That's the title of Mark Sherman's report for Associated Press.
No one on the Supreme Court objected publicly when the justices voted to let Arizona proceed with the execution of Joseph Wood, who unsuccessfully sought information about the drugs that would be used to kill him.
Inmates in Florida and Missouri went to their deaths by lethal injection in the preceding weeks after the high court refused to block their executions. Again, no justice said the executions should be stopped.
Even as the number of executions annually has dropped by more than half over the past 15 years and the court has barred states from killing juveniles and the mentally disabled, no justice has emerged as a principled opponent of the death penalty.
This court differs from some of its predecessors. Justices William Brennan and Thurgood Marshall dissented every time their colleagues ruled against death row inmates, and Justices Harry Blackmun and John Paul Stevens, near the end of their long careers, came to view capital punishment as unconstitutional.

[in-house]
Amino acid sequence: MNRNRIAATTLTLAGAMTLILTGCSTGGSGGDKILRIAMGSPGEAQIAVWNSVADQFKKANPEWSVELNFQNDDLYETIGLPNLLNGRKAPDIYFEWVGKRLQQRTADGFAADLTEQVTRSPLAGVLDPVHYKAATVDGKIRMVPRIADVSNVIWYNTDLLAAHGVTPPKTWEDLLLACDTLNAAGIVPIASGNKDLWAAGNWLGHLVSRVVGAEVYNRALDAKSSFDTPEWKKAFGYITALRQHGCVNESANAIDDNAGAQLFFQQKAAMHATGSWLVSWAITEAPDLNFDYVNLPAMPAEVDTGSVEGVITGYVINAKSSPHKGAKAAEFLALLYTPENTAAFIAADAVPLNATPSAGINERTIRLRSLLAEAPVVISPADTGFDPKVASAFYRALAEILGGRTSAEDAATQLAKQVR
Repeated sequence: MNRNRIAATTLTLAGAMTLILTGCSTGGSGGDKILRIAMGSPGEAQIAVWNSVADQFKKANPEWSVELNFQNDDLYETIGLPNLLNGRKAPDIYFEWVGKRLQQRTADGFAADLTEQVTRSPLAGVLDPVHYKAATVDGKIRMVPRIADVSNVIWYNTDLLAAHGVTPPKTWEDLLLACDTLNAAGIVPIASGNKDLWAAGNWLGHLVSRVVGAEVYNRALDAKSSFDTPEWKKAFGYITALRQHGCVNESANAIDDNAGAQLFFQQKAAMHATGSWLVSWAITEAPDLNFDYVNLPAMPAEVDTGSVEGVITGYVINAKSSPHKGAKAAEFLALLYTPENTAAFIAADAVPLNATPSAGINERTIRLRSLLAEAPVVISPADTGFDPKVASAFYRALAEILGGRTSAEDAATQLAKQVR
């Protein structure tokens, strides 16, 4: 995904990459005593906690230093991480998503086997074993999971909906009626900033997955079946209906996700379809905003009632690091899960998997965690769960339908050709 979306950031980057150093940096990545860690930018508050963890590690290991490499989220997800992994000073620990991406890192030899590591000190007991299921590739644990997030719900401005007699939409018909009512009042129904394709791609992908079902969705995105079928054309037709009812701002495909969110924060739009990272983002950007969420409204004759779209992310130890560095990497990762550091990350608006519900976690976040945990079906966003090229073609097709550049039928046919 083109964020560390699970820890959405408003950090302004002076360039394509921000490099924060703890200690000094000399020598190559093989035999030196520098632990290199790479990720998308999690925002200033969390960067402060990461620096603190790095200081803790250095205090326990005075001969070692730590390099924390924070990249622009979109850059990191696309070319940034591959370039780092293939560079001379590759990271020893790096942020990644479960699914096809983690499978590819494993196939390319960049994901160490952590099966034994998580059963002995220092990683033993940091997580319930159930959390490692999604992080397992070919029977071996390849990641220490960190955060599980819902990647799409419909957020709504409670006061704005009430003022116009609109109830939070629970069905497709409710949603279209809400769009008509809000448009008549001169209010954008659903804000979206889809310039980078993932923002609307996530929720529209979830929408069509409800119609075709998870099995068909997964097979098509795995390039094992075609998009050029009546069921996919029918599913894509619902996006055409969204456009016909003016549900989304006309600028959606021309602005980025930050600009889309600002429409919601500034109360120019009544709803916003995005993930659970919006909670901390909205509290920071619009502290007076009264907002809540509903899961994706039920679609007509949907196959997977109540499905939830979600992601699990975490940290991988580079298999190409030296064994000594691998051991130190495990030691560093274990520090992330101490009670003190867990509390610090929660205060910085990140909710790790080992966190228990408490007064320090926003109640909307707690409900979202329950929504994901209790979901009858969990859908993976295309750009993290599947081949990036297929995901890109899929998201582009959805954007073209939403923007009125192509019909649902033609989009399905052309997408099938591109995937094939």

"They're all voting to kill them, every so often. They do it in a very workmanlike, technocratic fashion," Stephen Bright, a veteran death penalty lawyer in Georgia, said of the current court.
Earlier coverage of Arizona's botch execution begins at the link. There will be more Arizona coverage, next.
Related posts are in the Supreme Court category index.